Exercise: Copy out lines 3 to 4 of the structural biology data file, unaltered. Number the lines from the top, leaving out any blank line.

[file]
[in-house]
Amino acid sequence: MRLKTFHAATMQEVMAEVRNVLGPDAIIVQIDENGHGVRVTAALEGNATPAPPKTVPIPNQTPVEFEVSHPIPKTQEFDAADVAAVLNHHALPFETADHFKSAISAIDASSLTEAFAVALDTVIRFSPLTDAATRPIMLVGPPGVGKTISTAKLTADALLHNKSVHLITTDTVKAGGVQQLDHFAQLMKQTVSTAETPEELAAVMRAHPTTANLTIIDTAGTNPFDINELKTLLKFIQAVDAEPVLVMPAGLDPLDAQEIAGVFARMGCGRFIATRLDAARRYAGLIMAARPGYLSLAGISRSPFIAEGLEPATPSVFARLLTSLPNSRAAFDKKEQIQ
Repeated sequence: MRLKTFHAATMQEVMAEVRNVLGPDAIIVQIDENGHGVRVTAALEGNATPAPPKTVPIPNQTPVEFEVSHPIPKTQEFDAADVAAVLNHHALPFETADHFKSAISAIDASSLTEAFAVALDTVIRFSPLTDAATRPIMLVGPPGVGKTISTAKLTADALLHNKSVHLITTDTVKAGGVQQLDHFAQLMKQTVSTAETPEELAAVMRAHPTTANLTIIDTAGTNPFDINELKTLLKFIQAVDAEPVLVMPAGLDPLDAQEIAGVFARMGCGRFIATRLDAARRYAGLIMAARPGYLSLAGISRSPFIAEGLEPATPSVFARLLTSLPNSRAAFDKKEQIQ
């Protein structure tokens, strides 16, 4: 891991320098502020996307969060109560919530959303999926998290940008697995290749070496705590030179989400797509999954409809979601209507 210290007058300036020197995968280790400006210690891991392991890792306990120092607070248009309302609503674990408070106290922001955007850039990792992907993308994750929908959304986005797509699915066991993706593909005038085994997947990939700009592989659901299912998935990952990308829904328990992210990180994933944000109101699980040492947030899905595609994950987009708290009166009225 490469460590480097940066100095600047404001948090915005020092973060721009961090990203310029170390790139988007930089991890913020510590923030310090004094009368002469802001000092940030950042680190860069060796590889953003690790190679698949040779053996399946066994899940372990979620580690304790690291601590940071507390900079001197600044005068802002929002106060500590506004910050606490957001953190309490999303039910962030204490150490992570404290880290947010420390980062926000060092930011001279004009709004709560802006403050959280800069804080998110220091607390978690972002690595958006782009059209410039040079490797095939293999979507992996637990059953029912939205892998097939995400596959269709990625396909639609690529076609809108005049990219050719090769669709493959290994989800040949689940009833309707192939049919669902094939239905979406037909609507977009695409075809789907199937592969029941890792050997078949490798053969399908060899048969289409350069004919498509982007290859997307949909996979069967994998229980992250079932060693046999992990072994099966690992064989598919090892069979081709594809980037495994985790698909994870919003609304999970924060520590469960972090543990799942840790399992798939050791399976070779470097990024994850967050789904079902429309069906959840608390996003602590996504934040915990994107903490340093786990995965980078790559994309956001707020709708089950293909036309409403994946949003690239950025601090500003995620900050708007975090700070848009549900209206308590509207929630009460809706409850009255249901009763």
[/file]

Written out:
Repeated sequence: MRLKTFHAATMQEVMAEVRNVLGPDAIIVQIDENGHGVRVTAALEGNATPAPPKTVPIPNQTPVEFEVSHPIPKTQEFDAADVAAVLNHHALPFETADHFKSAISAIDASSLTEAFAVALDTVIRFSPLTDAATRPIMLVGPPGVGKTISTAKLTADALLHNKSVHLITTDTVKAGGVQQLDHFAQLMKQTVSTAETPEELAAVMRAHPTTANLTIIDTAGTNPFDINELKTLLKFIQAVDAEPVLVMPAGLDPLDAQEIAGVFARMGCGRFIATRLDAARRYAGLIMAARPGYLSLAGISRSPFIAEGLEPATPSVFARLLTSLPNSRAAFDKKEQIQ
């Protein structure tokens, strides 16, 4: 891991320098502020996307969060109560919530959303999926998290940008697995290749070496705590030179989400797509999954409809979601209507 210290007058300036020197995968280790400006210690891991392991890792306990120092607070248009309302609503674990408070106290922001955007850039990792992907993308994750929908959304986005797509699915066991993706593909005038085994997947990939700009592989659901299912998935990952990308829904328990992210990180994933944000109101699980040492947030899905595609994950987009708290009166009225 490469460590480097940066100095600047404001948090915005020092973060721009961090990203310029170390790139988007930089991890913020510590923030310090004094009368002469802001000092940030950042680190860069060796590889953003690790190679698949040779053996399946066994899940372990979620580690304790690291601590940071507390900079001197600044005068802002929002106060500590506004910050606490957001953190309490999303039910962030204490150490992570404290880290947010420390980062926000060092930011001279004009709004709560802006403050959280800069804080998110220091607390978690972002690595958006782009059209410039040079490797095939293999979507992996637990059953029912939205892998097939995400596959269709990625396909639609690529076609809108005049990219050719090769669709493959290994989800040949689940009833309707192939049919669902094939239905979406037909609507977009695409075809789907199937592969029941890792050997078949490798053969399908060899048969289409350069004919498509982007290859997307949909996979069967994998229980992250079932060693046999992990072994099966690992064989598919090892069979081709594809980037495994985790698909994870919003609304999970924060520590469960972090543990799942840790399992798939050791399976070779470097990024994850967050789904079902429309069906959840608390996003602590996504934040915990994107903490340093786990995965980078790559994309956001707020709708089950293909036309409403994946949003690239950025601090500003995620900050708007975090700070848009549900209206308590509207929630009460809706409850009255249901009763």